Big vs. little stuff: That doesn’t mean we should expect a big breakthrough on, say, negotiating drug prices in Medicare. But impactful incremental reforms, like increasing transparency around drugmakers’ relationships with pharmacy benefit managers to ensure there is no collusion to keep prices high, could get bipartisan support. The expansive Medicare Part B drug payment pilot that HHS rolled out two weeks ago also is likely to get more support from congressional Democrats than Republicans. Refresh your memory on the landscape for drug pricing collaboration with this story for Pros here.
Despite the long odds, Democrats won’t give up without a fight on bold moves like government negotiation of drug prices, which Trump supported on the campaign trail…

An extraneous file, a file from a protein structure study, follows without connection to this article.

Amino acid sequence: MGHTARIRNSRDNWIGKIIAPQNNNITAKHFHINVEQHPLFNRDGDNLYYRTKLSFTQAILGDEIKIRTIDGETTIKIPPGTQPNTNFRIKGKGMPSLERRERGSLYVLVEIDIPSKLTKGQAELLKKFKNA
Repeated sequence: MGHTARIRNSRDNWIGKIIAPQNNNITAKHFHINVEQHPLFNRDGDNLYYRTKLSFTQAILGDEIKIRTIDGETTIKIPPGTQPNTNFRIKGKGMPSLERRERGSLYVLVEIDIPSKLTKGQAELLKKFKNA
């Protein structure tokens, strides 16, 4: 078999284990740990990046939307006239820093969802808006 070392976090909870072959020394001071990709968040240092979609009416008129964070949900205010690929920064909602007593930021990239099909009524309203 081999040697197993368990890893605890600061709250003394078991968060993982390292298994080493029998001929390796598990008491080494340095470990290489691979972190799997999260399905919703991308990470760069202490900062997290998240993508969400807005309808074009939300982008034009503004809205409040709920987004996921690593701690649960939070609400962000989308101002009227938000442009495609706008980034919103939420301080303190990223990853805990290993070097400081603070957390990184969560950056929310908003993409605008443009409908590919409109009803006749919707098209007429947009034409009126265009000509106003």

Since the release of President Trump’s “Blueprint to Lower Drug Prices” this spring, there has been chatter about the Trump Administration requiring drug manufacturers to publicize the list price of their medications in direct-to-consumer (DTC) advertising. Sensing that the administration was ready to move on such a proposal, the Pharmaceutical Research and Manufacturers of America (PhRMA) preemptively released a “new approach to DTC television advertising” on Monday promising to provide more information on drug prices, apparently in the hopes of curtailing action by the administration.